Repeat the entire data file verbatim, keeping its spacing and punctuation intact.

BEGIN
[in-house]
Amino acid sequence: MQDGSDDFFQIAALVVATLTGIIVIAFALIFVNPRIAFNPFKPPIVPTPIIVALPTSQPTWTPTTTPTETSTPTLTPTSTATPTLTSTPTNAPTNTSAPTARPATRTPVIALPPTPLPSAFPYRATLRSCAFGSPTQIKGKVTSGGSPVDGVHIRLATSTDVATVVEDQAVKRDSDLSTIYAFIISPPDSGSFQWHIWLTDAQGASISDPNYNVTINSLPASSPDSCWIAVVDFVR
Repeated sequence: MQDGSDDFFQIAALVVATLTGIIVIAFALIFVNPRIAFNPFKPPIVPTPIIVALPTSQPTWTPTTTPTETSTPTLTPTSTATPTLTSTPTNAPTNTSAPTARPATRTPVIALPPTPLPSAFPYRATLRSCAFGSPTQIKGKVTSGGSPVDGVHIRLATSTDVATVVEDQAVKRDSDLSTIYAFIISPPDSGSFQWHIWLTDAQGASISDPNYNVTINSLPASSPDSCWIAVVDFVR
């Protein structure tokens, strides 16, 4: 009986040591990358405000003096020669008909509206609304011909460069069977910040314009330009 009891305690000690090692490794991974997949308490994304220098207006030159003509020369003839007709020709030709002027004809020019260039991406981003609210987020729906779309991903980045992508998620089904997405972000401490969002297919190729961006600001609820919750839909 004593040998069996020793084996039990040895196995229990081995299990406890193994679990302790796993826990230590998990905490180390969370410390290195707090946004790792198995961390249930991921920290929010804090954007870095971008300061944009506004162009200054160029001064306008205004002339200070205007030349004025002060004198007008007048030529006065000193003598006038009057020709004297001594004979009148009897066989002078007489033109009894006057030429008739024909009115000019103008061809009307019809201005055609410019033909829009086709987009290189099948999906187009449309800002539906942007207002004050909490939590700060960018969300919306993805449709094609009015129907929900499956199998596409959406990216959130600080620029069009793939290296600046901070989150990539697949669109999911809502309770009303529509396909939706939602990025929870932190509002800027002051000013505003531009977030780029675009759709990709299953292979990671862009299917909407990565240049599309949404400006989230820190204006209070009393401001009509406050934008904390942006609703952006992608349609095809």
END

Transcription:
[in-house]
Amino acid sequence: MQDGSDDFFQIAALVVATLTGIIVIAFALIFVNPRIAFNPFKPPIVPTPIIVALPTSQPTWTPTTTPTETSTPTLTPTSTATPTLTSTPTNAPTNTSAPTARPATRTPVIALPPTPLPSAFPYRATLRSCAFGSPTQIKGKVTSGGSPVDGVHIRLATSTDVATVVEDQAVKRDSDLSTIYAFIISPPDSGSFQWHIWLTDAQGASISDPNYNVTINSLPASSPDSCWIAVVDFVR
Repeated sequence: MQDGSDDFFQIAALVVATLTGIIVIAFALIFVNPRIAFNPFKPPIVPTPIIVALPTSQPTWTPTTTPTETSTPTLTPTSTATPTLTSTPTNAPTNTSAPTARPATRTPVIALPPTPLPSAFPYRATLRSCAFGSPTQIKGKVTSGGSPVDGVHIRLATSTDVATVVEDQAVKRDSDLSTIYAFIISPPDSGSFQWHIWLTDAQGASISDPNYNVTINSLPASSPDSCWIAVVDFVR
């Protein structure tokens, strides 16, 4: 009986040591990358405000003096020669008909509206609304011909460069069977910040314009330009 009891305690000690090692490794991974997949308490994304220098207006030159003509020369003839007709020709030709002027004809020019260039991406981003609210987020729906779309991903980045992508998620089904997405972000401490969002297919190729961006600001609820919750839909 004593040998069996020793084996039990040895196995229990081995299990406890193994679990302790796993826990230590998990905490180390969370410390290195707090946004790792198995961390249930991921920290929010804090954007870095971008300061944009506004162009200054160029001064306008205004002339200070205007030349004025002060004198007008007048030529006065000193003598006038009057020709004297001594004979009148009897066989002078007489033109009894006057030429008739024909009115000019103008061809009307019809201005055609410019033909829009086709987009290189099948999906187009449309800002539906942007207002004050909490939590700060960018969300919306993805449709094609009015129907929900499956199998596409959406990216959130600080620029069009793939290296600046901070989150990539697949669109999911809502309770009303529509396909939706939602990025929870932190509002800027002051000013505003531009977030780029675009759709990709299953292979990671862009299917909407990565240049599309949404400006989230820190204006209070009393401001009509406050934008904390942006609703952006992608349609095809």